As a former triple user and someone who mainly rides in the mountains, let me suggest one other option. Get a compact crankset and replace the 34t ring with a 33t ring (available from TA Specialites). Pair that with an 11-28 rear cassette and you very nearly have the same low gearing and gear range as a triple.
Certainly, you can put MTB components on a road bike and get still lower gearing. The small ring on most road triples is 30t. Since this is a weight weenie forum, I was suggesting a way to get a very decent low gear for climbing (33tx28t) without weight penalty or the fiddliness of a triple. There is no reason for rudeness. And yes, I do know a little about bicycle mechanics.
Hi tantra, what you have written is 100% correct. Using an MTB 11-34 10spd cassette, compact 50/33 crankset, and a MTB M772/M972 SGS RD will give you low gearing of 33-34. Which is very low. Yes, a triple can run a smaller chainring then a 28T, as suggested even a 24T, which will allow one to use a closer ranged cassette, such as an 11-25, 11-28, or even an 11-32. A closer ranged cassette, like 11-25T, will provide closer cadence between RD changes.
A triple is usually heavier and we are talking road not off-road. A compact has a better Q and is a little easier to setup. Road RD's usually come in S or GS not SGS, where the GS form will allow an 11-32 and have a max total of usually 37T for Cassette and Crankset combination.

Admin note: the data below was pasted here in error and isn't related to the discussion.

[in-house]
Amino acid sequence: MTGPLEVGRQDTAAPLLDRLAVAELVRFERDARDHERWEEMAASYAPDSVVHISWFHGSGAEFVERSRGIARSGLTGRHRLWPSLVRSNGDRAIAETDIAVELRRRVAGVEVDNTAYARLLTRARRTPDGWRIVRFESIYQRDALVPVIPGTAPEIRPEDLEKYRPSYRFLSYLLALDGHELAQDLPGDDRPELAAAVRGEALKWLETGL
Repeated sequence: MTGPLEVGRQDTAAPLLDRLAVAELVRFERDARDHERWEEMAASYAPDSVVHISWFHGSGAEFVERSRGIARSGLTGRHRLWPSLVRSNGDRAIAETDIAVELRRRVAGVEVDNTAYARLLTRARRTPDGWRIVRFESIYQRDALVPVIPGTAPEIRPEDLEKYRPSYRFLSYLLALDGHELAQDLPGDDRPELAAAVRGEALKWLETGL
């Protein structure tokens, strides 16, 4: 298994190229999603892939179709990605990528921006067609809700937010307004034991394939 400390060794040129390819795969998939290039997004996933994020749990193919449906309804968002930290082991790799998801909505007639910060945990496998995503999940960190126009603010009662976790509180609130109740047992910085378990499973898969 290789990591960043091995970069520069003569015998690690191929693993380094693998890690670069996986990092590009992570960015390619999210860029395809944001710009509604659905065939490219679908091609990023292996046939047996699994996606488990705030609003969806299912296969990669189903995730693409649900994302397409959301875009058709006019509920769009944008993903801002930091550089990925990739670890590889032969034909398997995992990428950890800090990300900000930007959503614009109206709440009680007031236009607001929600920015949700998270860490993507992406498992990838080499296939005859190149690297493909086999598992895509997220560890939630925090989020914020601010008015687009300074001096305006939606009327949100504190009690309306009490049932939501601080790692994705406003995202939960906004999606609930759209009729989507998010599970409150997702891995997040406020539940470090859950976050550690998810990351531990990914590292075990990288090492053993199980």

Eg. an 11-32 cassette = 21T, which will allow a max Crankset range of 16T. That is 21 + 16 = 37T.
You will need an SGS RD, which generally allow a max total of 43T to 45T, to extend the range of the crankset.
Eg. an 11-32 cassette = 21T, which will allow a max Crankset range of 22T to 24T. That is 21 + 22 = 43T or 21 + 24 = 45T.
Anyhow, both will work, and there are pro and cons for each arrangement.
As tantra mentioned the compact setup should be lighter and a little easier to setup and maintain.
This is why hi-end MTB's now run dual cranksets with an 11-36 cassette.